August 31, 2018
Prince of the City: Agaricus augustus fruiting, uncharacteristically, on a lawn. They are usually found in more natural settings. Eating mushrooms, or anything else, growing in city parks where there is no telling what gets sprayed, is not recommended.
One of the great things about the Central California coast is that it’s the home of Agaricus augustus (aka The Prince), one of the most delectable mushrooms on the planet.
Unlike most of our other choice edibles, which tend to fruit during the rainy season, A. augustus is most often triggered by wet summer fog. A nice payoff for enduring a cold, clammy August.
And fruiting they most certainly are. Even on lawns!
A. augustus often occurs in places where a layer of dirt has been deposited on top of a thick layer of leaves or other vegetation, either naturally, by flood or landslide, or by human activity, such as road or trail construction.
They go bad quickly, so check your patches right away!
As always: this post is not a guide to mushroom identification. As with any mushroom, unless you are very familiar with the characteristics of A. augustus and with the characteristics of the poisonous mushrooms it most closely resembles, you have no business picking it for the table.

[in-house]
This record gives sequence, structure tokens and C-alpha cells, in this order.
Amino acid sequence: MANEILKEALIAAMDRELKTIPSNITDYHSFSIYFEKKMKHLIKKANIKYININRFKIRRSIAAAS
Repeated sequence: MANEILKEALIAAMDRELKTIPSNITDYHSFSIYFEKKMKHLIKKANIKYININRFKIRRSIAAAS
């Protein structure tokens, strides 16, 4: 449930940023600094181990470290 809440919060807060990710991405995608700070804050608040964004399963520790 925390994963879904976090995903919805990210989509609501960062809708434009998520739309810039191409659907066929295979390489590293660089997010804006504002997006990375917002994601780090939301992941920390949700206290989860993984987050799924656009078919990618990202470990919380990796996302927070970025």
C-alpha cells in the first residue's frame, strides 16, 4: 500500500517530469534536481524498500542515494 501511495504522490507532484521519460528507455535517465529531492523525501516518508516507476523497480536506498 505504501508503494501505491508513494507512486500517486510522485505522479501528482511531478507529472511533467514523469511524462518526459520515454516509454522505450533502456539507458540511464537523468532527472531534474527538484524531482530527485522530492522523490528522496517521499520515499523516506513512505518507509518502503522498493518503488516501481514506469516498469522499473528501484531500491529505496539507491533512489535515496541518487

April 19, 2017
All that rain has really gotten the wildflowers going this month. Here are some highlights from the past few weeks:
California goldfields (Lasthinia californica) and Gray’s clover (Trifolium grayi), share a meadow at The Indians in the upper Arroyo Seco watershed.
Read the rest of this entry »
February 5, 2016
For years local officials have waived off suggestions that the Monterey Peninsula could do more to save water by falsely claiming that “residents of the Monterey Peninsula use less water per person per day than anywhere else in the state.” They’ve even gone so far as to publish fraudulent figures purporting to support this claim.
The purpose of this grandiose bragging has been to promote approval of as large and growth-inducing a new water project, whether dam or desal, as possible. That effort appears to have succeeded, but at the cost of undercutting efforts to increase water conservation. Read the rest of this entry »
January 16, 2015
As the flow of the Carmel River becomes too weak to resist the power of the sea, waves rebuild the sandbar.
Remember how in we got a lot of rain in the fall of 2012? Monterey logged 9.59 inches for November and December that year. The average for those two months is only 5.41 inches. Read the rest of this entry »
December 19, 2012
Porcini (Boletus edulis) emerging from the rain-sodden forest floor. Read the rest of this entry »
January 28, 2012
A Saturday with no obligations! I head off to the Ventana Wilderness with no particular destination in mind …
The parking lot for the trailhead at Los Padres Dam is gated for some reason these days, so it’s necessary to park down the hill at the Forest Service Station. Read the rest of this entry »
October 12, 2011
Trail under coast live oaks (Quercus agrifolia) on Big Sur’s East Molera Ridge. Quercus is derived from the Celtic quer cuez, meaning “fine tree.” Read the rest of this entry »